Fantasy Baseball Prospect Report: Hottest Names to Watch for on the Waiver Wire

Jason CataniaMLB Lead WriterSeptember 6, 2013

There may not be that much time left for just-called-up rookies and prospects to make much of an impact on the fantasy landscape, but that doesn't mean they can't help your team down the stretch.

Due to September's expanded rosters, there already have been 19 big league debuts through just the first five days of the month. And there will be plenty more where that came from, so it's helpful to keep tabs on the new kids on the block. (No, not those.)

Of course, because of all the promotions and call-ups over the past handful of days, there aren't quite as many worthwhile names in the "Next in Line" section as there were in last week's column. There are still a few, though.

As for the "Already Up" portion of our programming, well, there's plenty of new names this time around. To find out who, just scroll down for a weekly look at a batch of prospects who could make a fantasy impact from here on out in 2013.

But before we get to that, here's a reminder of the criteria for this column:

This spot will include prospects who already have been called up ("Already Up"), as well as others who are in the minors but are considered to be major league-ready and on the verge of getting the call ("Next in Line").

To allow for more turnover from week to week, the list below does not include young players who have exhausted their prospect eligibility by exceeding 130 at-bats or 50 innings pitched.


Already Up

1. Sonny Gray, RHP, Athletics (53.6 Percent Owned)

With yet another sterling start Thursday (8 IP, 7 H, 2 ER, 7:1 K:BB), Gray has taken over the top spot in these rankings. And deservedly so, given that he's sporting a 2.51 ERA and 1.00 WHIP and has 44 whiffs in 43 frames.

2. Michael Wacha, RHP, Cardinals (7.2 Percent Owned)

Having been shuffled between Triple-A and the majors—as well as a starting and relieving role—for the past several weeks, the 2012 first-rounder is now in St. Louis' rotation and in line to start Sunday against the Pirates. After hurling six shutout innings on the road against the Reds last week, the 22-year-old is worth a spot start.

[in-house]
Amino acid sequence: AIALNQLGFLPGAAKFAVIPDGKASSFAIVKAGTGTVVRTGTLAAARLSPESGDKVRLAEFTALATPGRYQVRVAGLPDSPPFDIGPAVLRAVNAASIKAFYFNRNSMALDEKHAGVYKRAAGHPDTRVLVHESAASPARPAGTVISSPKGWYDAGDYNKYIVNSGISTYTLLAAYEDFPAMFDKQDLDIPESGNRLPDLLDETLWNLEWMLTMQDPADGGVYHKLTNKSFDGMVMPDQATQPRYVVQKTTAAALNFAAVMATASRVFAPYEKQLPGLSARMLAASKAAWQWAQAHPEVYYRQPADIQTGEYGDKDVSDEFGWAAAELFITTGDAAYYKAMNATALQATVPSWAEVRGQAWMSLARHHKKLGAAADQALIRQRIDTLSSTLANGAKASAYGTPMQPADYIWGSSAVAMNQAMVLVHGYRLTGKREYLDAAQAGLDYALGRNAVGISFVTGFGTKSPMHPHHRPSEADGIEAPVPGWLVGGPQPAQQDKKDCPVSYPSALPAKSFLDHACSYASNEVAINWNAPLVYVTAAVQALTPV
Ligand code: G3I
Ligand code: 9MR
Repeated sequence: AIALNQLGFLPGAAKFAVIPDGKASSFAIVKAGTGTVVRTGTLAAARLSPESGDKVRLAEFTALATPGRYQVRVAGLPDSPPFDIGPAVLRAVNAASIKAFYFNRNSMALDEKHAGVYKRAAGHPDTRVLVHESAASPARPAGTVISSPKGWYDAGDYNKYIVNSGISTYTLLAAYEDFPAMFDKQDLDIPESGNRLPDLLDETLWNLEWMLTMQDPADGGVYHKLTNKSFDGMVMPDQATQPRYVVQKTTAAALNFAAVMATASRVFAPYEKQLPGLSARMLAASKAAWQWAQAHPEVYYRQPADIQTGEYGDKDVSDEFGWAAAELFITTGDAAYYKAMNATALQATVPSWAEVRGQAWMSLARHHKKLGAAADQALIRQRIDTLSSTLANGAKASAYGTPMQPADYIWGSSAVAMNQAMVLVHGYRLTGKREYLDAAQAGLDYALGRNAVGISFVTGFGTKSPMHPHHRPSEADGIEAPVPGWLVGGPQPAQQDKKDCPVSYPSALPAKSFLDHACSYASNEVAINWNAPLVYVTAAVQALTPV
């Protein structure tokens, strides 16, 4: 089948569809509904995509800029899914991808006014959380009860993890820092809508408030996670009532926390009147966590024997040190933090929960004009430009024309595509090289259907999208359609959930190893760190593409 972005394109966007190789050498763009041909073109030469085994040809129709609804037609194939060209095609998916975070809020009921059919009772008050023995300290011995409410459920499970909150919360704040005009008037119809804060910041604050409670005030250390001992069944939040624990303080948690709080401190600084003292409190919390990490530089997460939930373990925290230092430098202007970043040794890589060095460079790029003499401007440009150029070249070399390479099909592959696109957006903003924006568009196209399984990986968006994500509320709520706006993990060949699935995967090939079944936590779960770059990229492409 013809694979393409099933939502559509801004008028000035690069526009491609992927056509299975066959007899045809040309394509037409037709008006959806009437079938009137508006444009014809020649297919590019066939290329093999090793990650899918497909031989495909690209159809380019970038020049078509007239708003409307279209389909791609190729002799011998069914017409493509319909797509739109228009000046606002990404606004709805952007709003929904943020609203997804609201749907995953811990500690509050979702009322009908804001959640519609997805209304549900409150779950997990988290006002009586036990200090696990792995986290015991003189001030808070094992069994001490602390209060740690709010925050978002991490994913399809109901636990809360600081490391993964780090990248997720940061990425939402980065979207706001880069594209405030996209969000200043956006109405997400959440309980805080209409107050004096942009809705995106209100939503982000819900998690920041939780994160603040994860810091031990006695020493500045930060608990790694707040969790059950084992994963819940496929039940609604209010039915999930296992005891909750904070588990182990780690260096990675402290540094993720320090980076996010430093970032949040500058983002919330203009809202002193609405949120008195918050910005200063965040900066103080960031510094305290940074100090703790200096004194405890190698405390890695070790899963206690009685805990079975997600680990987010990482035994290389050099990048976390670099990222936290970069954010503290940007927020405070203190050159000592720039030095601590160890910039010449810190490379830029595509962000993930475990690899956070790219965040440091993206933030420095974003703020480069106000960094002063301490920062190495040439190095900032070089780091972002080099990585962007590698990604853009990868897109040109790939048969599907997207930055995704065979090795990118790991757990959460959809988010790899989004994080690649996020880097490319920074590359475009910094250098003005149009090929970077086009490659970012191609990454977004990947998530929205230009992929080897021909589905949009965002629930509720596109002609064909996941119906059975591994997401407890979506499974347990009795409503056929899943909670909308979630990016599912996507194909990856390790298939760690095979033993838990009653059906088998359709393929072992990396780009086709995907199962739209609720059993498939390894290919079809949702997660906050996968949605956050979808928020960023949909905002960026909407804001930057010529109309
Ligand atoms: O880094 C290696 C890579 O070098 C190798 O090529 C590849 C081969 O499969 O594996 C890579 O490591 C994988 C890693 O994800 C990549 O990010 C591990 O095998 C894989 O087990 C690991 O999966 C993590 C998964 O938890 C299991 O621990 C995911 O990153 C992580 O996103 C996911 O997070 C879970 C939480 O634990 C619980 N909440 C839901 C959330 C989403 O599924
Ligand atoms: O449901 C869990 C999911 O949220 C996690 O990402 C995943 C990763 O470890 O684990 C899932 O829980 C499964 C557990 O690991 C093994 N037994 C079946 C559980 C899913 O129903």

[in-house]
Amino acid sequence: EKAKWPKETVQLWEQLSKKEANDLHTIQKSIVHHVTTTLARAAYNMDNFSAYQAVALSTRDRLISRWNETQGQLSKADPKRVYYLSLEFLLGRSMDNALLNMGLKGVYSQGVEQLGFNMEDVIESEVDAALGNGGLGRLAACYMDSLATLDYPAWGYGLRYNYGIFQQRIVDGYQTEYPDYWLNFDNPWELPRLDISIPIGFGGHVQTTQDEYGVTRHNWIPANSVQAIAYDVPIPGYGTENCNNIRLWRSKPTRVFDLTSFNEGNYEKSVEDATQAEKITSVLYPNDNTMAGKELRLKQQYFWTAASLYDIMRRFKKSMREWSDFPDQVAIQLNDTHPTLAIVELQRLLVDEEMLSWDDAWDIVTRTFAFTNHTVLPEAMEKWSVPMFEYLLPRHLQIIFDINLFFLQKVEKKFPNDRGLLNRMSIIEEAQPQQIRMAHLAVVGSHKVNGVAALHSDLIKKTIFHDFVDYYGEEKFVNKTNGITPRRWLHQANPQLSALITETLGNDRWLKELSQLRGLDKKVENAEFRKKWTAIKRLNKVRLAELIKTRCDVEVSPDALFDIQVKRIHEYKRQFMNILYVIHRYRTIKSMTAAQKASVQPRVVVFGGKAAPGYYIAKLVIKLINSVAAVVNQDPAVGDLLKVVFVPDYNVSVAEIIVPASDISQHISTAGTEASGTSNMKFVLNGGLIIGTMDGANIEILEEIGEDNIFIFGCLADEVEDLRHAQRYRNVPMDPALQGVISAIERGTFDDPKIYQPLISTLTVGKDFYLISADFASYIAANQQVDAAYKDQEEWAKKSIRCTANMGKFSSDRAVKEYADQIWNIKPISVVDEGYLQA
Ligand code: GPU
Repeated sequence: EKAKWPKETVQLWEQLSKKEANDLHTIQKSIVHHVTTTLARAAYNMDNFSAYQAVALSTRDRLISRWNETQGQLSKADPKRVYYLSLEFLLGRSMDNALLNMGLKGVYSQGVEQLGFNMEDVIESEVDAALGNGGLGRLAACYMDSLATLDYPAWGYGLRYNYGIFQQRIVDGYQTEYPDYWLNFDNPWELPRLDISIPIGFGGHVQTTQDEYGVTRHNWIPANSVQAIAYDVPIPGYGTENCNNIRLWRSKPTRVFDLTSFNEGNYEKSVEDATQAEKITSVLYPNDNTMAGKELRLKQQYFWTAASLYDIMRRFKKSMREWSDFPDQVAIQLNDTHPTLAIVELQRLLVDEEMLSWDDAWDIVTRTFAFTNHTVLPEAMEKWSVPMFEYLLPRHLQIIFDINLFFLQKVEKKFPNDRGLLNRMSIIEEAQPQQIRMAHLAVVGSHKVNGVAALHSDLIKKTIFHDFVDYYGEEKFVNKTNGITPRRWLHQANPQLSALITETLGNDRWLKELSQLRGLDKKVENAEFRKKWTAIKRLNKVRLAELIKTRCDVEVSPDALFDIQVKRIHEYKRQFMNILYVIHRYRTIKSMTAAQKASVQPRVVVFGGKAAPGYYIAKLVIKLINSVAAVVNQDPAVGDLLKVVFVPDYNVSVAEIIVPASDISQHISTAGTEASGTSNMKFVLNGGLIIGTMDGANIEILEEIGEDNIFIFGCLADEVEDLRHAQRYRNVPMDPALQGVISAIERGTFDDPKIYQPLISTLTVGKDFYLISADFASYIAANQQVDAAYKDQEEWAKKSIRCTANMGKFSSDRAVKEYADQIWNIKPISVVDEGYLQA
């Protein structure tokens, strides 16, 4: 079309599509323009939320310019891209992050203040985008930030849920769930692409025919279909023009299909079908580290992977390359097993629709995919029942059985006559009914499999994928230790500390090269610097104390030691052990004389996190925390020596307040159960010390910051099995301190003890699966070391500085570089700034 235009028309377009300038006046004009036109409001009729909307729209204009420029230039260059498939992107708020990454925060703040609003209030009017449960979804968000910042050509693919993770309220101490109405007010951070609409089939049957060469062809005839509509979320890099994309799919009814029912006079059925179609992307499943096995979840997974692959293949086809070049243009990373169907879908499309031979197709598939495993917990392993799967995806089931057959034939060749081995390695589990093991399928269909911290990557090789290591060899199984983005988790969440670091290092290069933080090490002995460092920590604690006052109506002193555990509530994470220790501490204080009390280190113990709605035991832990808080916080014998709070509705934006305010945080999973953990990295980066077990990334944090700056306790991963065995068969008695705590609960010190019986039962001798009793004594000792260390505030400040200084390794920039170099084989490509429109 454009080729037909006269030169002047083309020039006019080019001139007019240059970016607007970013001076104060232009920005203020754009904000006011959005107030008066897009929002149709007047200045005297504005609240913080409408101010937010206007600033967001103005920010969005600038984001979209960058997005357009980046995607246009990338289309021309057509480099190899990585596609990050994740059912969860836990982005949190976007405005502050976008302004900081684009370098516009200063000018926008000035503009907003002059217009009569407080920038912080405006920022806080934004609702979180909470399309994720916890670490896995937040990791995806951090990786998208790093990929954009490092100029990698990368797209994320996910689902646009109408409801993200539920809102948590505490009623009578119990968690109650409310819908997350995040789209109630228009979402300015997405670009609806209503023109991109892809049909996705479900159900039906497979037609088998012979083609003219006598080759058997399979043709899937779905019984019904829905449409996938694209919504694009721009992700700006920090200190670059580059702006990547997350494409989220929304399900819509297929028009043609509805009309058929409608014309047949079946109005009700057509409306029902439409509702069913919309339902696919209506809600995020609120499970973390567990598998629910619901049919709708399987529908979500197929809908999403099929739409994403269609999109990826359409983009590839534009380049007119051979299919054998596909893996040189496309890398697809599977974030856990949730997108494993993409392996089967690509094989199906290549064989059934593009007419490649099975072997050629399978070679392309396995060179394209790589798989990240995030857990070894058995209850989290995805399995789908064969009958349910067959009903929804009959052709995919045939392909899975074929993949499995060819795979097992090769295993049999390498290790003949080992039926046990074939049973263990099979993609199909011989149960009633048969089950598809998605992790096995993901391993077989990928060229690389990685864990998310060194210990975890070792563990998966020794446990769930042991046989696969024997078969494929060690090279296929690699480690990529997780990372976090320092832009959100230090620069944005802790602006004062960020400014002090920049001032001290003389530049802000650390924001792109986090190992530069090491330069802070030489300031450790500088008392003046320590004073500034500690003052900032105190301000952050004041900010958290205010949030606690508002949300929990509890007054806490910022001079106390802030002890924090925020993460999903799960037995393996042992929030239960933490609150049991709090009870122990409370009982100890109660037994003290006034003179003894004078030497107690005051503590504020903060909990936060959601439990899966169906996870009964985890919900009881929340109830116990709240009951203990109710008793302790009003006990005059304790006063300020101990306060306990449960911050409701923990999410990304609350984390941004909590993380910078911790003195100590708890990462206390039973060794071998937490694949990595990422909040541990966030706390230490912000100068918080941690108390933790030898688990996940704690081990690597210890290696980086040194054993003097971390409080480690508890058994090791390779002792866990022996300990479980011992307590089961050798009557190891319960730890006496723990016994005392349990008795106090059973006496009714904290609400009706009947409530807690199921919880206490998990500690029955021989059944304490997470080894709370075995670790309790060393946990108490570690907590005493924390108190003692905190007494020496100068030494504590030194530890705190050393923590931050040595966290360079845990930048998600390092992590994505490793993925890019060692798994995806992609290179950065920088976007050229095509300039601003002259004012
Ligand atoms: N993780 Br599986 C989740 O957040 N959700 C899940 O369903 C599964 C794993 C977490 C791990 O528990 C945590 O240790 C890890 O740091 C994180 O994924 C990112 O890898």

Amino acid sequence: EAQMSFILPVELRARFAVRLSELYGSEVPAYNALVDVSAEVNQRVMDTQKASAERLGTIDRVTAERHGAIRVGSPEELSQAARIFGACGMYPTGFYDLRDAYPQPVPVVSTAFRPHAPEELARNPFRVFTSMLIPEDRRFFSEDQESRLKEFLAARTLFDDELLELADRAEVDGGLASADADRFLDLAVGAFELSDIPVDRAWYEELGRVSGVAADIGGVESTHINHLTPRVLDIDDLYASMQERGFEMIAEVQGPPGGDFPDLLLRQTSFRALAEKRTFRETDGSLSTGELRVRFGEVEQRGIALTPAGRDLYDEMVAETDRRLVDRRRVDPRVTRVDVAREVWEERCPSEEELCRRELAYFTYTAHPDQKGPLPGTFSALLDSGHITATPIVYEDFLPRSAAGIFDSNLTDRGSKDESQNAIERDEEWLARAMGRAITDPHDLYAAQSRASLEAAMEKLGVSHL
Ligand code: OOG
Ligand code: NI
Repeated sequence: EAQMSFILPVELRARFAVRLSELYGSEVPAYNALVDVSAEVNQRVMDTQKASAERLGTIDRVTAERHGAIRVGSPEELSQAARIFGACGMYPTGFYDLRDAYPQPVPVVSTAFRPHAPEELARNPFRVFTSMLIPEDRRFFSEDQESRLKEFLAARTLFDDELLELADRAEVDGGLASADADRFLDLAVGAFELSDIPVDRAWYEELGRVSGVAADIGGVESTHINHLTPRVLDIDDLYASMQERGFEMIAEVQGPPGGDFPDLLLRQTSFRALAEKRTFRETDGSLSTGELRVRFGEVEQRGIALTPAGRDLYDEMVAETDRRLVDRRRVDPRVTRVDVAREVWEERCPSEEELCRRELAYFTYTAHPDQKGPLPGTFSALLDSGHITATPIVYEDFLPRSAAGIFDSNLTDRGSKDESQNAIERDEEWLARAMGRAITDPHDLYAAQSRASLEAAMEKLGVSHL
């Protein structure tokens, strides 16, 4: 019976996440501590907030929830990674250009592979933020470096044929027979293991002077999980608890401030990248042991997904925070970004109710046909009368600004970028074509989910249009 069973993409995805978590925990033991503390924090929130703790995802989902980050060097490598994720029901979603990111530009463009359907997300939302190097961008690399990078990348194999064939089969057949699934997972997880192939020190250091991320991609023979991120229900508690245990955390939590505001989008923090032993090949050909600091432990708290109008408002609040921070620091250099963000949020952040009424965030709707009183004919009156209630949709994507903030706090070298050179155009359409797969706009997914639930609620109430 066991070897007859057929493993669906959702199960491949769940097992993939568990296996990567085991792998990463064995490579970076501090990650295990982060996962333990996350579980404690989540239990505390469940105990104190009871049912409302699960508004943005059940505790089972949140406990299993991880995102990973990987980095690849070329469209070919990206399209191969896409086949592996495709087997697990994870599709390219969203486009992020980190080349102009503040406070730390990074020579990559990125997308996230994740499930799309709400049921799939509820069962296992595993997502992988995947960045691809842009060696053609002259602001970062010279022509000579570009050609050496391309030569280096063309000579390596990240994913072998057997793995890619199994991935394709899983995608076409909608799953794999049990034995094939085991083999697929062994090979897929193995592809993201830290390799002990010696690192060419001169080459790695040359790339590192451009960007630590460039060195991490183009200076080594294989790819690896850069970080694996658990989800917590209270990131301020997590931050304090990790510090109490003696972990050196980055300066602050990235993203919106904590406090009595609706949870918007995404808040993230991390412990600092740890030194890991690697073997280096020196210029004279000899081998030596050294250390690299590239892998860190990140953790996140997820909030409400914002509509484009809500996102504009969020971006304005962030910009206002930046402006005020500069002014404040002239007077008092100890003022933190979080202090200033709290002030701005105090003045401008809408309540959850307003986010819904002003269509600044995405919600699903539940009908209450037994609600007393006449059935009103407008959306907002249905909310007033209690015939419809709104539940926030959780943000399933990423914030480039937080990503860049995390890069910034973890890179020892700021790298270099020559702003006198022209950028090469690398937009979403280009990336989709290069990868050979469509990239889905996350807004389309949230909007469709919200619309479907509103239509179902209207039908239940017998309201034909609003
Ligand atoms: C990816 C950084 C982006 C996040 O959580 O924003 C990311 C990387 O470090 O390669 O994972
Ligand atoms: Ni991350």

3. Khris Davis, OF, Brewers (54.6 Percent Owned)

Davis did it again Thursday, hitting his ninth home run. In just 111 at-bats, he's also totaled 21 runs and RBI apiece, as well as eight two-baggers. His 29-to-7 strikeout-to-walk ratio indicates his .279 average may come down, but if you need a power plug-in, Davis does that.

4. Danny Salazar, RHP, Indians (6.1 Percent Owned)

Salazar continues to pitch brilliantly for an unheralded rook. His latest outing? Merely six scoreless innings with five strikeouts...on the road...against the Tigers. His opponent next time out? The Mets.

5. Taijuan Walker, RHP, Mariners (22.7 Percent Owned)

Walker drops a couple spots this week, mainly because, unlike the three arms ahead of him, the 21-year-old is not in a postseason race, so Seattle doesn't have to push Walker, who many receive only another start or two before being shut down.

6. Billy Hamilton, SS/OF, Reds (18.5 Percent Owned)

How fast is Hamilton? After a record 155 steals last year and 75 more at Triple-A this year, the dude has two in the majors despite not even having an official big league at-bat yet! Both of his swipes have come as a pinch-runner, and he's scored twice, too. It'll be tough to know when he'll get in, but when he does, he'll run.

7. Corey Dickerson, OF, Rockies (0.2 Percent Owned)

Even while battling a knee injury, Dickerson went 7-for-16 over the past week, including two doubles, a triple and a homer. His average is up to .298, and he should keep getting action as long as he can stay healthy, especially since Carlos Gonzalez is having trouble doing that himself.

8. Mike Zunino, C, Mariners (0.2 Percent Owned)